import kopf

def pods_dict(namespace, name, **_):
    return {(namespace, name): None}
    # {('namespace1', 'pod1a'): [None],
    #  ('namespace1', 'pod1b'): [None],
    #  ('namespace2', 'pod2a'): [None],
    #  ('namespace2', 'pod2b'): [None],
    #   ...}

@kopf.timer('kopfexamples', interval=5)
def tick_dict(pods_dict: kopf.Index, spec: kopf.Spec, namespace: str, **_):
    monitored_namespace = spec.get('monitoredNamespace', namespace)
    for ns, name in pods_dict:
        if ns == monitored_namespace:
            print(f"in {ns}: {name}")

Mirroring resources

To store the whole resource or its essential parts, return them explicitly:

import kopf

def whole_deployments(name: str, namespace: str, body: kopf.Body, **_):
    return {(namespace, name): body}

@kopf.timer('kopfexamples', interval=5)
def tick(whole_deployments: kopf.Index, **_):
    deployment, *_ = whole_deployments[('kube-system', 'coredns')]
    actual = deployment.status.get('replicas')
    desired = deployment.spec.get('replicas')
    print(f"{}: {actual}/{desired}")


Mind the memory consumption on large clusters and/or overly verbose objects. Especially mind the memory consumption for “managed fields” (see kubernetes/kubernetes#90066).

Indices of indices

Iterating over all keys of the index can be slow (especially if there are many keys: e.g. with thousands of pods). For that case, an index of an index can be built: with one primary indexing containing the real values to be used, while the other secondary index only contains the keys of the primary index (full or partial).

By looking up a single key in the secondary index, the operator can directly get or indirectly reconstruct all the necessary keys in the primary index instead of iterating over the primary index with filtering.

For example, we want to get all container names of all pods in a namespace. In that case, the primary index will index containers by pods’ namespaces+names, while the secondary index will index pods’ names by namespaces only:

import kopf

def primary(namespace, name, spec, **_):
    container_names = {container['name'] for container in spec['containers']}
    return {(namespace, name): container_names}
    # {('namespace1', 'pod1a'): [{'main'}],
    #  ('namespace1', 'pod1b'): [{'main', 'sidecar'}],
    #  ('namespace2', 'pod2a'): [{'main'}],
    #  ('namespace2', 'pod2b'): [{'the-only-one'}],
    #   ...}

def secondary(namespace, name, **_):
    return {namespace: name}
    # {'namespace1': ['pod1a', 'pod1b'],
    #  'namespace2': ['pod2a', 'pod2b'],
    #   ...}

@kopf.timer('kopfexamples', interval=5)
def tick(primary: kopf.Index, secondary: kopf.Index, spec: kopf.Spec, **_):
    namespace_containers = set()
    monitored_namespace = spec.get('monitoredNamespace', 'default')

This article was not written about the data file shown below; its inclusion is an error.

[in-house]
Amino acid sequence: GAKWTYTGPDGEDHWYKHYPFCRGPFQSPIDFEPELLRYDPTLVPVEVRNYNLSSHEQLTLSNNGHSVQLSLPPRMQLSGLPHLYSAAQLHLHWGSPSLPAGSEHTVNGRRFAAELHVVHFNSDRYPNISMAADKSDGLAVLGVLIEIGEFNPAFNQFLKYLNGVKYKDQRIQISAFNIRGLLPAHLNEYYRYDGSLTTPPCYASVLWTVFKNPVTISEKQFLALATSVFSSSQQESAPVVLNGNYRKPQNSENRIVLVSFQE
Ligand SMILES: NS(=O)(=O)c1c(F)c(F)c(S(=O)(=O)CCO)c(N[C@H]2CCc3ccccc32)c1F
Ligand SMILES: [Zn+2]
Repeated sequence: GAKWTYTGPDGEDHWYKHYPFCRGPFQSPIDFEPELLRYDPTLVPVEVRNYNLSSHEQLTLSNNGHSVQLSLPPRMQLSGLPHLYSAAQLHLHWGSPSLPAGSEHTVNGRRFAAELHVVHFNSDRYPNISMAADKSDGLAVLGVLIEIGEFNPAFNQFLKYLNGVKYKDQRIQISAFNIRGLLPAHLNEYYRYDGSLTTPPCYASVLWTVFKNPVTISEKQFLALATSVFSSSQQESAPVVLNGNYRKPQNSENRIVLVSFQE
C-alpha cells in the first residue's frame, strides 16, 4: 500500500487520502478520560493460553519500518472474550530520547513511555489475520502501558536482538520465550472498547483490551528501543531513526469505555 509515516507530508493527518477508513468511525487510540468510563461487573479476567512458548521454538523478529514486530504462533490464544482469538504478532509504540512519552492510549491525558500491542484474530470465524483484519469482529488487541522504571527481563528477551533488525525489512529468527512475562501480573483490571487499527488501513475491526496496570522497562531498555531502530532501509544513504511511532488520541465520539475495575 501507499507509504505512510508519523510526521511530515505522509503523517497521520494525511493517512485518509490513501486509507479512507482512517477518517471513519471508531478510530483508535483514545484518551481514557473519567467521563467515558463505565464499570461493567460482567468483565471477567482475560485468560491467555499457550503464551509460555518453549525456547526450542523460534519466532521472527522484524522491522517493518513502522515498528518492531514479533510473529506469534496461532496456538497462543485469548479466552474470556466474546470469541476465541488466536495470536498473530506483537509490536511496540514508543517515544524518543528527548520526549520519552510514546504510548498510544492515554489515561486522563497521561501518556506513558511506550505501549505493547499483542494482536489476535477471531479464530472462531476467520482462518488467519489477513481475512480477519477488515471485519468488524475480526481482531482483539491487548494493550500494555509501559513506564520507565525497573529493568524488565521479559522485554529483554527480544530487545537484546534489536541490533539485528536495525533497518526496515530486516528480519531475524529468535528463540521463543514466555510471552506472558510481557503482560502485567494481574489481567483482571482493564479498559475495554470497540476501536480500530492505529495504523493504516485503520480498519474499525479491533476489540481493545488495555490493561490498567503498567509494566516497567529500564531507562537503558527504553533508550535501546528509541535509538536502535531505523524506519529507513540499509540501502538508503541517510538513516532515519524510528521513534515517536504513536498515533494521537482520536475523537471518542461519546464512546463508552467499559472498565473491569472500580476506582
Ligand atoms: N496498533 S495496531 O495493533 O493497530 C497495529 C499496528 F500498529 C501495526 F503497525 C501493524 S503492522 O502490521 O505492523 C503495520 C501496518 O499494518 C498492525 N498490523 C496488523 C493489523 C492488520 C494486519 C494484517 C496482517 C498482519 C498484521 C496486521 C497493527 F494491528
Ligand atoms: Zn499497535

for pod_name in secondary.get(monitored_namespace, []):
        reconstructed_key = (monitored_namespace, pod_name)
        pod_containers, *_ = primary[reconstructed_key]
        namespace_containers |= pod_containers
    print(f"containers in {monitored_namespace}: {namespace_containers}")
    # containers in namespace1: {'main', 'sidecar'}
    # containers in namespace2: {'main', 'the-only-one'}

However, such complicated structures and such performance requirements are rare. For simplicity and performance, nested indices are not directly provided by the framework as a feature, only as this tip based on other official features.

Conditional indexing

Besides the usual filters (see Filtering), the resources can be skipped from indexing by returning None (Python’s default for no-result functions).

If the indexing function returns None or does not return anything, its result is ignored and not indexed. The existing values in the index are preserved as they are (this is also the case when unexpected errors happen in the indexing function with the errors mode set to IGNORED):

import kopf

def empty_index(**_):
    # {}

However, if the indexing function returns a dict with None as values, such values are indexed as usually (they are not ignored). None values can be used as placeholders when only the keys are sufficient; otherwise, indices and collections with no values left in them are removed from the index:

import kopf

def index_of_nones(**_):
    return {'key': None}
    # {'key': [None, None, ...]}

Errors in indexing

The indexing functions are supposed to be fast and non-blocking, as they are capable of delaying the operator startup and resource processing. For this reason, in case of errors in handlers, the handlers are never retried.

Arbitrary exceptions with errors=IGNORED (the default) make the framework ignore the error and keep the existing indexed values (which are now stale). It means that the new values are expected to appear soon, but the old values are good enough meanwhile (which is usually highly probable). This is the same as returning None, except that the exception’s stack trace is logged too:

import kopf

@kopf.index('pods', errors=kopf.ErrorsMode.IGNORED)  # the default
def fn1(**_):
    raise Exception("Keep the stale values, if any.")

kopf.PermanentError and arbitrary exceptions with errors=PERMANENT remove any existing indexed values and the resource’s keys from the index, and exclude the failed resource from indexing by this index in the future (so that even the indexing function is not invoked for them):

import kopf

@kopf.index('pods', errors=kopf.ErrorsMode.PERMANENT)
def fn1(**_):
    raise Exception("Excluded forever.")

def fn2(**_):
    raise kopf.PermamentError("Excluded forever.")